Baillieston is; supplied with good water from Airdrie, and to this extent is favourably situated as compared with part of Easterhouse, but a number of its houses, while better than those at "The Hole", are of a very bad description. The worst classes are to be found in the rows on each side of the main road from Easterhouse to Baillieston, just as the latter village is entered. On one side of the street the houses belong to private proprietors, and on the other some of them are "company houses," leased by Mr Reid from a lady at Easterhouse. The former are small single apartments, rented at 5s 5d a month - dark, dirty, and some of them extremely damp - and rooms and kitchens at 8s a month. The ground at the back is filthy and untended. The worst houses which I saw are those leased by Mr Reid, especially a back row of single apartments for which 6s a month is paid. They are old stone houses having at one end a large ash pit of a very offensive kind. One of the tenants told me that during the rainy season last summer the water was a foot deep in his kitchen. The floor rises towards the door, and it became necessary to lift several bricks in order that the water might escape. The walls of this house are damp from floor to ceiling. Another tenant, on turning out her bedding last week, found that the mattress was rotten with damp. One of the houses recently vacated because of the damp, was let to another family, but on seeing its condition, they refused to take possession. The houses in the front row are not much better than those behind, and the rent is 6s 6d a month. Near to these old tenements Mr Reid has erected a large number of brick houses, furnished with iron beds, and hand having large well kept ash-pits and closets outside. They are good rooms and kitchens, with wooden floors and high ceilings, and the rent is 10s a month.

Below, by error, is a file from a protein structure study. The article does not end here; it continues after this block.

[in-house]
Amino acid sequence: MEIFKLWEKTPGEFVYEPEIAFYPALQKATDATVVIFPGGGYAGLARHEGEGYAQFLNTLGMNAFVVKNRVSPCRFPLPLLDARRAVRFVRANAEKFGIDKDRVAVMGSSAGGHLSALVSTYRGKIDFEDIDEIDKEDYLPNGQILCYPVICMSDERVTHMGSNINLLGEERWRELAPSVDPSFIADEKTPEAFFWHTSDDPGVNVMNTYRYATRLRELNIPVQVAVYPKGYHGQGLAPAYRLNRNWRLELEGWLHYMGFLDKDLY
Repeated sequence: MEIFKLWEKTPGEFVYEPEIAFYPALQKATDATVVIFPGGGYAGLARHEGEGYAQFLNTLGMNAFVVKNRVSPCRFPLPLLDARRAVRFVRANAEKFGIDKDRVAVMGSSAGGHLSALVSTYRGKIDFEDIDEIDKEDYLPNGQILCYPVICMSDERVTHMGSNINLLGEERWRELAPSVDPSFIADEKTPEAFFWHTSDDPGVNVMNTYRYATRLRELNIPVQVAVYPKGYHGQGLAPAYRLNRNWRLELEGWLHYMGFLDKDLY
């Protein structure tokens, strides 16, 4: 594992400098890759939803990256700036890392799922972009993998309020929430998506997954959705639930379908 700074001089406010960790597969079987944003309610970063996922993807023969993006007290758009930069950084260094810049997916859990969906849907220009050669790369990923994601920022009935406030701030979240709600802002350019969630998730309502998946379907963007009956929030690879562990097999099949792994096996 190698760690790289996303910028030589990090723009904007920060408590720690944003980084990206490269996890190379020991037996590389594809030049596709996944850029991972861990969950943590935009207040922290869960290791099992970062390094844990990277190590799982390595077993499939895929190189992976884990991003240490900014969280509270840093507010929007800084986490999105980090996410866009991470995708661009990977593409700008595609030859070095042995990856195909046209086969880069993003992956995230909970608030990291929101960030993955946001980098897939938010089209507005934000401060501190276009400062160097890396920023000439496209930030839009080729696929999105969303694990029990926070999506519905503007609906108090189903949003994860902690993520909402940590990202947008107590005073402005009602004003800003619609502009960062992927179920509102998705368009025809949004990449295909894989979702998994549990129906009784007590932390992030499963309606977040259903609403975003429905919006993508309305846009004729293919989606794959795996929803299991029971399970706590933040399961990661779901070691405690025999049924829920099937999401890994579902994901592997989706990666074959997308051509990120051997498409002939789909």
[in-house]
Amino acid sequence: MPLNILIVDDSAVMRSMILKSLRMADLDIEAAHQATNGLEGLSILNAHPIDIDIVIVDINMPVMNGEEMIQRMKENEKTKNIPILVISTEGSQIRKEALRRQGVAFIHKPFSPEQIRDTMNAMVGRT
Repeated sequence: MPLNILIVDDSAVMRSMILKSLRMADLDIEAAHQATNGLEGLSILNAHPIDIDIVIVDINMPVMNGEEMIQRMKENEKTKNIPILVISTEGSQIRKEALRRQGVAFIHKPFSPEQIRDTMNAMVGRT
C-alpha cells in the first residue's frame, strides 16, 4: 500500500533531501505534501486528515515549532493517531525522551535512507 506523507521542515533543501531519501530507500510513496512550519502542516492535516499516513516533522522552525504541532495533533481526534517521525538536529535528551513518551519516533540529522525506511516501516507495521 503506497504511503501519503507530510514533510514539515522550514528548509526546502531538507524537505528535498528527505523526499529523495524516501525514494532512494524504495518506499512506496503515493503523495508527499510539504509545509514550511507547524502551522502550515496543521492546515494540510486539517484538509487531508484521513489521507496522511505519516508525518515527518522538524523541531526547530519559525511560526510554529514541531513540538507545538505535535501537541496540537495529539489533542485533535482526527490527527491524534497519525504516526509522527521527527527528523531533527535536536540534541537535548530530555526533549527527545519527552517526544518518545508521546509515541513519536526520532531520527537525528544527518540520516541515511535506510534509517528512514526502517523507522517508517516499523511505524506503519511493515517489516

Walking on to Crosshill, a suburb of Baillieston, I looked at two rows of brick houses belonging to Mr Young, coalmaster - rooms and kitchens on one side, and single apartments on the other; and at a row of single apartments belonging to Mr Reid. These are all good, but not first class dwellings, and the sanitary arrangements are at least less faulty than elsewhere. The two-room houses in Young Square, with wooden floors, are £6 a year, and the single apartments, both in the Square and in Reid's Row, are 7s a month. [Glasgow Herald 2 February 1875]
Glasgow, 3d February, 1875.
Sir - In Article No. VIII. you state that the "Dandy Row " and "Wester Maryton" houses at Easterhouse belong to the trustees of the late Col. Robson. This is a mistake, which kindly correct in your next issue. The houses belonging to the late Col. Robson lie farther to the east, and have been put in a thorough state of repair. - I am, & c.,
Henry Forrester, Factor for the Trustees.
[Glasgow Herald 3 February 1875]